What answer (said I) did she make, in Heaven’s name, to what you said?

What, indeed (replied the husband), save only, that thenceforward she never once indulged in any practice of the sort, but has striven to display the natural beauty of her person in its purity. She did, however, put to me a question: Could I advise her how she might become not in false show but really fair to look upon?

This, then, was the counsel which I gave her, Socrates: Not to be for ever seated like a slave;229 but, with Heaven’s help, to assume the attitude of a true mistress standing before the loom, and where her knowledge gave her the superiority, bravely to give the aid of her instruction; where her knowledge failed, as bravely try to learn. I counselled her to oversee the baking woman as she made the bread; to stand beside the housekeeper as she measured out her stores; to go tours of inspection to see if all things were in order as they should be. For, as it seemed to me, this would at once be walking exercise and supervision. And, as an excellent gymnastic, I recommended her to knead the dough and roll the paste; to shake the coverlets and make the beds; adding, if she trained herself in exercise of this sort she would enjoy her food, grow vigorous in health, and her complexion would in very truth be lovelier. The very look and aspect of the wife, the mistress, seen in rivalry with that of her attendants, being as she is at once more fair230 and more beautifully adorned, has an attractive charm,231 and not the less because her acts are acts of grace, not services enforced. Whereas your ordinary fine lady, seated in solemn state, would seem to court comparison with painted counterfeits of womanhood.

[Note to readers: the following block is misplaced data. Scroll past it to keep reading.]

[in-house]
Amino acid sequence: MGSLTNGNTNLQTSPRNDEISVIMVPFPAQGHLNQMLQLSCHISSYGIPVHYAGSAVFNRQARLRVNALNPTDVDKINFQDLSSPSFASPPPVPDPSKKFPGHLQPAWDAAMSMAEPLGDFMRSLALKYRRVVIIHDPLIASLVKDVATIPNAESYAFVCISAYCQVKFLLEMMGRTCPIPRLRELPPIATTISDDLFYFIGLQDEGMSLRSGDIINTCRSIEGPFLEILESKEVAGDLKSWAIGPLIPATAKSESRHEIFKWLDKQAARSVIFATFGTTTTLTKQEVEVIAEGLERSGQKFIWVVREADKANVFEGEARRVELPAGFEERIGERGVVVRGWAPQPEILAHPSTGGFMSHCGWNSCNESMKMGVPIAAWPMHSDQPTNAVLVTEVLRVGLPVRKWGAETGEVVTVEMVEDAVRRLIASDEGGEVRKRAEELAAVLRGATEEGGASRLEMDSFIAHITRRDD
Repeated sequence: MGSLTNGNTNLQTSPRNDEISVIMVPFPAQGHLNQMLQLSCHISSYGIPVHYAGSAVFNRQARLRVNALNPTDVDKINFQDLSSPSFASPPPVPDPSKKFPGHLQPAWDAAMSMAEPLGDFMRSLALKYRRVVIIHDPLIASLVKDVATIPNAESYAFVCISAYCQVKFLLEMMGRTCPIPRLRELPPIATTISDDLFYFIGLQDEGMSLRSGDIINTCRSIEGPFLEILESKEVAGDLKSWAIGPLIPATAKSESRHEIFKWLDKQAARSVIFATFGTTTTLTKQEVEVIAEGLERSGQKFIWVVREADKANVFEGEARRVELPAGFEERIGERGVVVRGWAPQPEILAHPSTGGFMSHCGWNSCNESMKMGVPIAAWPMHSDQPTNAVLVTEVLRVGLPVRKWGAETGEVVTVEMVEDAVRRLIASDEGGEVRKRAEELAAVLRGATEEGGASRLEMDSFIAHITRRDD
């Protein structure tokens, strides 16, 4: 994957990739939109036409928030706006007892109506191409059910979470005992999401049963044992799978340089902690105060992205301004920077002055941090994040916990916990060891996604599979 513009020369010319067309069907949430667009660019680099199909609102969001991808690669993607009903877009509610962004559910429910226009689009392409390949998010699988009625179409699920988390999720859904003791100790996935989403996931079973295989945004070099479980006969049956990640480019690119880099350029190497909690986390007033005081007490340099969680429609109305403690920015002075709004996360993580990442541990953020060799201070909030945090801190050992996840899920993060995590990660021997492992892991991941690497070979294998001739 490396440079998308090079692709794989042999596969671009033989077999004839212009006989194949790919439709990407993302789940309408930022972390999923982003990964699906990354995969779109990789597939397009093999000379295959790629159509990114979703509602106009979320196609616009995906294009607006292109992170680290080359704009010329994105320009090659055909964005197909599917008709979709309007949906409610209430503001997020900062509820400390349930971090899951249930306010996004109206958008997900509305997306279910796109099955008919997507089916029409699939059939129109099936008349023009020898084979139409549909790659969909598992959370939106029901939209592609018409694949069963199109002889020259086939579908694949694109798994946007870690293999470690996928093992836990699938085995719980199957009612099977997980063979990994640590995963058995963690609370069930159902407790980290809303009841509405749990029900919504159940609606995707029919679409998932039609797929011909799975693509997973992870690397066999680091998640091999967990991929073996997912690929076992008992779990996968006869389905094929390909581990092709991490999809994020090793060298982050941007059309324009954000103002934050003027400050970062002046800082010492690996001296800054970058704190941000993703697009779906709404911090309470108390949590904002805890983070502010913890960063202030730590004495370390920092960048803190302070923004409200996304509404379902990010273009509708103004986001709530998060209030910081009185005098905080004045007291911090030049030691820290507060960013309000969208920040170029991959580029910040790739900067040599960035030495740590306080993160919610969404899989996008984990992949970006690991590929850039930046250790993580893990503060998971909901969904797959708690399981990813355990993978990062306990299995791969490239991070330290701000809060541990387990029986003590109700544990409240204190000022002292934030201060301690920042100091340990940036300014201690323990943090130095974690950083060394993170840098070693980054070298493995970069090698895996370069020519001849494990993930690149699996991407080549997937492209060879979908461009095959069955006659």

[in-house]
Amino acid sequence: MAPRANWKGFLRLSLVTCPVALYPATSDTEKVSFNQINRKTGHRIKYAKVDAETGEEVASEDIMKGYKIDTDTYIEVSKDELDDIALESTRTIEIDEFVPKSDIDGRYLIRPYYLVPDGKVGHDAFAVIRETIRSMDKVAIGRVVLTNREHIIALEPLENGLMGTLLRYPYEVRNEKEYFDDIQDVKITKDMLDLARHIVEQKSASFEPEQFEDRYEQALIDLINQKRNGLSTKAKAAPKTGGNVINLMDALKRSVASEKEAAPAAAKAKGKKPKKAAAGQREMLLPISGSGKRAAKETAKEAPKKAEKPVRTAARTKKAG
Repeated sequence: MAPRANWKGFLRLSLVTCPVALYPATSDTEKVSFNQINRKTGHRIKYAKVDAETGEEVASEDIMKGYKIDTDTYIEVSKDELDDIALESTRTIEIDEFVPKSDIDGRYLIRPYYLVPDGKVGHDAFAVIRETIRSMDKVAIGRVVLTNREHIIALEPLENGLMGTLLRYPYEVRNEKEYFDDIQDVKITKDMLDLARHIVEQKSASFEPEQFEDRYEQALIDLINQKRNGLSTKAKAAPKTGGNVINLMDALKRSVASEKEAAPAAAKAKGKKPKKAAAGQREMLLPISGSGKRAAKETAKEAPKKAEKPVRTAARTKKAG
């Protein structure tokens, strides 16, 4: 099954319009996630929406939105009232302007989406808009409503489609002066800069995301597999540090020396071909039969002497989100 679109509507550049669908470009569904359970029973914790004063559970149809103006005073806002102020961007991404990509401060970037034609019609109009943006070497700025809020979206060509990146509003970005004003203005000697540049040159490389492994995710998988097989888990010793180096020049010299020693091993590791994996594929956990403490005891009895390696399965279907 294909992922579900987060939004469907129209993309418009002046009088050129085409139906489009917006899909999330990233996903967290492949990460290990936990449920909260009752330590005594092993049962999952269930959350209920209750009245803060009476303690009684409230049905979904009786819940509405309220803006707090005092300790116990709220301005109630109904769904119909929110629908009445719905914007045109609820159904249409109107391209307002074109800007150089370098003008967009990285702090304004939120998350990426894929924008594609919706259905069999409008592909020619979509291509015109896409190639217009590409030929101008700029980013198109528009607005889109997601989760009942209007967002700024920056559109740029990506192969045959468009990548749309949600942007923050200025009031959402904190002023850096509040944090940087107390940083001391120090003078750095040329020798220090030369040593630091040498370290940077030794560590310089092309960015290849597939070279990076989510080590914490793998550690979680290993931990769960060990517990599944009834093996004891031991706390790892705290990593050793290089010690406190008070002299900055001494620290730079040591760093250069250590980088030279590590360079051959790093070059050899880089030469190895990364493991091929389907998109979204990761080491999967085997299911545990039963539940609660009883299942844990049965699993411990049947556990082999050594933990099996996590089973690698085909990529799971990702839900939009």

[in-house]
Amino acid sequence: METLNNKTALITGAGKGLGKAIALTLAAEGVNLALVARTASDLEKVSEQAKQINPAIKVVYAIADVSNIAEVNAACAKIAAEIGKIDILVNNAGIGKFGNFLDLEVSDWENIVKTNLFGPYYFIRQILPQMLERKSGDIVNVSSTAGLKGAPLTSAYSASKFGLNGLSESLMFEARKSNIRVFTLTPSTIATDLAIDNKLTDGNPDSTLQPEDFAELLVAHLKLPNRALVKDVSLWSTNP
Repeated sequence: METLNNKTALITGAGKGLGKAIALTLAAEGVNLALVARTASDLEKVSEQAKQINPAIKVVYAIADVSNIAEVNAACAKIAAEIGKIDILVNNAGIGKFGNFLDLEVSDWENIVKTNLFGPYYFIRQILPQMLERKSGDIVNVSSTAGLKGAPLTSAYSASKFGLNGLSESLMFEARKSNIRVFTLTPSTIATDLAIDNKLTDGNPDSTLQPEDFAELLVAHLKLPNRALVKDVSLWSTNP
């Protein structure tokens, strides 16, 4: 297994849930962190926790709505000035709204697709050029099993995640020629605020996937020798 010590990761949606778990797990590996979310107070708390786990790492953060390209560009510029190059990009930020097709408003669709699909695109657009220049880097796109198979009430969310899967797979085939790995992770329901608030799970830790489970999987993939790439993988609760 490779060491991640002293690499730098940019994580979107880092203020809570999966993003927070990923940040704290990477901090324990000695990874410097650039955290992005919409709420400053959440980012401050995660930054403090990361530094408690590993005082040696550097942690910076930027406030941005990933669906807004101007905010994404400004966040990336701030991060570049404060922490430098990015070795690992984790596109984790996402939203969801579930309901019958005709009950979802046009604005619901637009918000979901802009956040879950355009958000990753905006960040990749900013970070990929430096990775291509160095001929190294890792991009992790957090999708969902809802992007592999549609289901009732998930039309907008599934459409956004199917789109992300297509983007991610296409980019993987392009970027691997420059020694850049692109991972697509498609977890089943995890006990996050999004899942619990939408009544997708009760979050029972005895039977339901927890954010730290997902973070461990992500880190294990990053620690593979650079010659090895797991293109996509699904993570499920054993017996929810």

And, Socrates, I would have you know that still today, my wife is living in a style as simple as that I taught her then, and now recount to you.

218 See “Mem.” I. iv. 3.

219 Cf. Aristoph. “Eccl.” 878; ib. 929, egkhousa mallon kai to son psimuthion: ib. 1072; “Plut.” 1064.

220 Lit. “enamelled or painted with anchusa or alkanet,” a plant, the wild bugloss, whose root yields a red dye. Cf. Aristoph. “Lys.” 48; Theophr. “H. Pl.” vii. 8. 3.

221 See Becker, op. cit. p. 452; Breit. cf. “Anab.” III. ii. 25; “Mem.” II. i. 22; Aristot. “Eth. Nic.” iv. 3, 5, “True beauty requires a great body.”

222 Lit. “So I said to her, ‘Tell me, my wife, after which fashion would you find me the more delectable partner in our joint estate — were I to . . .? or were I to . . .?’”

223 Lit. “only wood coated with gold.”

224 See Becker, op. cit. p. 434 f; Holden cf. Athen. ix. 374, xii. 525; Ael. “V. H.” xii. 32; Aristoph. “Plut.” 533.

225 “Red lead.”

226 Cf. Aristoph. “Ach.” 1029.

227 andreikelon. Cf. Plat. “Rep.” 501 B, “the human complexion”; “Crat.” 424 E.

228 See “Mem.” II. i. 22.

229 See Becker, p. 491. Breit., etc., cf. Nicostr. ap. Stob. “Tit.” lxxiv. 61.

230 Lit. “more spotles”; “like a diamond of purest water.” Cf. Shakesp. “Lucr.” 394, “whose perfect white Showed like an April daisy in the grass.”

231 Or, “is wondrous wooing, and all the more with this addition, hers are acts of grace, theirs services enforced.”